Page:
The victim is forced to consider (or be told by the abuser) if they are being “selfish” to report the abuse. He or she has to think of how their family, church family or community will be affected if they say something.

    One of Nassar’s victims was the daughter of his neighbor. Both families were very close for many years. Her testimony in court about how it tore about her family will stay with me forever.

    When she first spoke out, she wasn’t believed, but eventually her family realized she was telling the truth.

    So my heart is with these precious people, being torn up about what to do and what not to do.

    • Thanks, Helovesme.

      If you want to put a link to the testimony of that Nassar survivor here, feel free. 🙂

      • Helovesme

        So here is her testimony, plus the testimonies of other young women who gave victim impact statements. You have to scroll down to Kyle’s name to find her.

        Trigger warning is advised before watching it, please.

        http://www.espn.com/espnw/voices/article/22145563/hear-larry-nassar-victims-their-own-powerful-brave-words

      • anon23

        The father suicided from the guilt he felt in having forced his daughter to apologize to her predator/abuser. It’s really an excellent example (not that anyone wants to become an ‘example’) as to what happens when the smooth-talking abusers are involved in a so-called ‘confrontation.’ It is worthless, harmful, and dangerous to have a victim face her abuser, especially a child victim. What did the parents expect? That their neighbor and family friend was going to confess to his felonious crime(s)??? People are naive and the victims suffer even more for that.

        It’s like the ‘stranger rapist’ is something like 2 or 3 percent of all rapes committed. I don’t know the stats about child molester’s predation but I would suspect that the predator is known to the child in something over 90 percent of the time.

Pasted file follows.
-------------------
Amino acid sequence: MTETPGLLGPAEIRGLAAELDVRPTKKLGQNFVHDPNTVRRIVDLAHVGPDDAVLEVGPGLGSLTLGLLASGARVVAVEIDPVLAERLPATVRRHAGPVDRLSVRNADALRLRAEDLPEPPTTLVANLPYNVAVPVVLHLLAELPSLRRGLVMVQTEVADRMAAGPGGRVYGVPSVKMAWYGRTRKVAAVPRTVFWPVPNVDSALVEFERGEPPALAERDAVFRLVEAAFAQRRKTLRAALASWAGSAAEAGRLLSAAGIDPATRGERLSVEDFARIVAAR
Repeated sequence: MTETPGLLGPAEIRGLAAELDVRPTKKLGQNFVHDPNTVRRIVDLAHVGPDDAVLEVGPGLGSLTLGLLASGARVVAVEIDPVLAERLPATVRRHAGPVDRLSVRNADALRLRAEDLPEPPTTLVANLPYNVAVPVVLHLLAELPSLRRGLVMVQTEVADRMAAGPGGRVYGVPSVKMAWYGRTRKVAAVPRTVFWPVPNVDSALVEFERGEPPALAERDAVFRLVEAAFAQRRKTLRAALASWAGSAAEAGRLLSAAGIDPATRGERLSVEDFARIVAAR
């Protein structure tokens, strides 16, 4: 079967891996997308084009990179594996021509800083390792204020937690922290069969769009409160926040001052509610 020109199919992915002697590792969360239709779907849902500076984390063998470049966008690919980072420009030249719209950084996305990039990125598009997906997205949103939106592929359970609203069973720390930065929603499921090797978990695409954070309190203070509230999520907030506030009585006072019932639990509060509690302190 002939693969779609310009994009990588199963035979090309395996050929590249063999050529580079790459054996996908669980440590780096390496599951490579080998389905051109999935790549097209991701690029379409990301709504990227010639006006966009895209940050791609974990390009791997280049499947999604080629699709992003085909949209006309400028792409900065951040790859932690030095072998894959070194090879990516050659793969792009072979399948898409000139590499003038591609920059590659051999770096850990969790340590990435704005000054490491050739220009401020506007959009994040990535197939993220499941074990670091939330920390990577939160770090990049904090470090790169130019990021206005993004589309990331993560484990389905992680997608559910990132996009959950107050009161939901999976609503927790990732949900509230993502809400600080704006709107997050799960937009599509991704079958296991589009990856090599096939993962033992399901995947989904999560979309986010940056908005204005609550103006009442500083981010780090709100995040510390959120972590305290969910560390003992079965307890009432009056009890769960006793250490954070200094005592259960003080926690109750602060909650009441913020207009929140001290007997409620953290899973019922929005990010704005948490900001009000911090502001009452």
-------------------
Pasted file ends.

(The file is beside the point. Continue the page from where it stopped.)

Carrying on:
I think Christian homes have this ‘obedience and respect’ element where children are taught to obey parents, coaches, teachers, doctors, etc. and to respect their elders and it makes for prime pickings of prey.

        HeLovesMe makes a good point about the victim’s considerations about whether or not it is ‘selfish’ to report. This is not limited to child victims, but rather how many women are admonished as to how they are potentially harming their wifebeater’s career/life/reputation by daring to let the secret (DV/SA) out??? I think that ‘selfish’ accusation is from the devil himself.

  2. Finding Answers

    (Heavy airbrushing…)

    In a partial answer to Helovesme on under-reporting …I did not understand I was being sexually abused by an older sibling. No one had taught me the words. There was no discussion on what was “not okay”. And I was coerced into secrecy.

    Yet many of the “symptoms” were there….nightmares, thumb-sucking, food / digestion issues…

    There are examples I could add with respect to listening to victims’ stories and the pornography industry, but they may, at one level, be too identifying. They are not from my personal life….

    One day (?) I won’t feel the need to airbrush…..

  3. Jimmy Hinton

    Thank you for writing this. It’s difficult to wrap our minds around those numbers. And the impact abuse has on each and every one of the victims…we need to do better at defending children.